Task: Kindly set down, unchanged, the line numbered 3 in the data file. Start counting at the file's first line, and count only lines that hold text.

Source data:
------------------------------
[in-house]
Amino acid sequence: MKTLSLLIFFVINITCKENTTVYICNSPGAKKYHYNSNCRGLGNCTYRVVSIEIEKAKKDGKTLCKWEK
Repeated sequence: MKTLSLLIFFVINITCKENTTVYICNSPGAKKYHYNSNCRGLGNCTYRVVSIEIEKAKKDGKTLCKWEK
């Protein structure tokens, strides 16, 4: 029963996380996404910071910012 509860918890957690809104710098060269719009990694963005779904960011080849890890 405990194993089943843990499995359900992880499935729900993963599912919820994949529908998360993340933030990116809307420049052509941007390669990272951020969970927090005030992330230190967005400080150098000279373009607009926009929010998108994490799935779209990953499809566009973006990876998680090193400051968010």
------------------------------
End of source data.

Repeated sequence: MKTLSLLIFFVINITCKENTTVYICNSPGAKKYHYNSNCRGLGNCTYRVVSIEIEKAKKDGKTLCKWEK